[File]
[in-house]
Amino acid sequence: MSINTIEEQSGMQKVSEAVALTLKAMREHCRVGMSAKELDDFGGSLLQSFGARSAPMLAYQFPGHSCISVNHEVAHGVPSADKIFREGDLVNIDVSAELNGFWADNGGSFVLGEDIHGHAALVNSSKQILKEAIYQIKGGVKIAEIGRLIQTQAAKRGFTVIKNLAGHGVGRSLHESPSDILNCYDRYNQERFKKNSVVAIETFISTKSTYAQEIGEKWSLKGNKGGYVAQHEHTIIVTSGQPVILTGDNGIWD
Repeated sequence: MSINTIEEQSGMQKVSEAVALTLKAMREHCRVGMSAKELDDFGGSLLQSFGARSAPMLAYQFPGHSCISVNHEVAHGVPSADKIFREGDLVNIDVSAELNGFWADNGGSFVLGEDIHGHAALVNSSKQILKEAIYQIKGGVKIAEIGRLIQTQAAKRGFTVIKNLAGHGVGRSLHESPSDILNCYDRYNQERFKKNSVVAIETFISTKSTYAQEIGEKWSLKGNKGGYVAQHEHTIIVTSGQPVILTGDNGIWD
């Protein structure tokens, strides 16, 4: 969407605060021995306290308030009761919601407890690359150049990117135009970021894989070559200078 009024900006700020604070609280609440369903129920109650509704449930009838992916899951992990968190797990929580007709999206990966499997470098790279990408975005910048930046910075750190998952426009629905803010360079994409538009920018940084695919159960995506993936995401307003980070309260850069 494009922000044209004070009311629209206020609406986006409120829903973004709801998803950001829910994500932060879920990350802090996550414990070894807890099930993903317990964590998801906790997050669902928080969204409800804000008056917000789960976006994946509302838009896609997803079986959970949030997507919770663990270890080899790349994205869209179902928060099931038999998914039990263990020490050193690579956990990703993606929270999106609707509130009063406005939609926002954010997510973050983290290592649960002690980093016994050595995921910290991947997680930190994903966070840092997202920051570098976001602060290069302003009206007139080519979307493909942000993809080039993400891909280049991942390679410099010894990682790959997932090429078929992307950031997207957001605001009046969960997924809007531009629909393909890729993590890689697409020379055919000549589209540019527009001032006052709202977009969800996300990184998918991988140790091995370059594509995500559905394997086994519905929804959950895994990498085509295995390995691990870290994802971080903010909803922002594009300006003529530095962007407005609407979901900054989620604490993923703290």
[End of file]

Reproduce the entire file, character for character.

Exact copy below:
[in-house]
Amino acid sequence: MSINTIEEQSGMQKVSEAVALTLKAMREHCRVGMSAKELDDFGGSLLQSFGARSAPMLAYQFPGHSCISVNHEVAHGVPSADKIFREGDLVNIDVSAELNGFWADNGGSFVLGEDIHGHAALVNSSKQILKEAIYQIKGGVKIAEIGRLIQTQAAKRGFTVIKNLAGHGVGRSLHESPSDILNCYDRYNQERFKKNSVVAIETFISTKSTYAQEIGEKWSLKGNKGGYVAQHEHTIIVTSGQPVILTGDNGIWD
Repeated sequence: MSINTIEEQSGMQKVSEAVALTLKAMREHCRVGMSAKELDDFGGSLLQSFGARSAPMLAYQFPGHSCISVNHEVAHGVPSADKIFREGDLVNIDVSAELNGFWADNGGSFVLGEDIHGHAALVNSSKQILKEAIYQIKGGVKIAEIGRLIQTQAAKRGFTVIKNLAGHGVGRSLHESPSDILNCYDRYNQERFKKNSVVAIETFISTKSTYAQEIGEKWSLKGNKGGYVAQHEHTIIVTSGQPVILTGDNGIWD
């Protein structure tokens, strides 16, 4: 969407605060021995306290308030009761919601407890690359150049990117135009970021894989070559200078 009024900006700020604070609280609440369903129920109650509704449930009838992916899951992990968190797990929580007709999206990966499997470098790279990408975005910048930046910075750190998952426009629905803010360079994409538009920018940084695919159960995506993936995401307003980070309260850069 494009922000044209004070009311629209206020609406986006409120829903973004709801998803950001829910994500932060879920990350802090996550414990070894807890099930993903317990964590998801906790997050669902928080969204409800804000008056917000789960976006994946509302838009896609997803079986959970949030997507919770663990270890080899790349994205869209179902928060099931038999998914039990263990020490050193690579956990990703993606929270999106609707509130009063406005939609926002954010997510973050983290290592649960002690980093016994050595995921910290991947997680930190994903966070840092997202920051570098976001602060290069302003009206007139080519979307493909942000993809080039993400891909280049991942390679410099010894990682790959997932090429078929992307950031997207957001605001009046969960997924809007531009629909393909890729993590890689697409020379055919000549589209540019527009001032006052709202977009969800996300990184998918991988140790091995370059594509995500559905394997086994519905929804959950895994990498085509295995390995691990870290994802971080903010909803922002594009300006003529530095962007407005609407979901900054989620604490993923703290």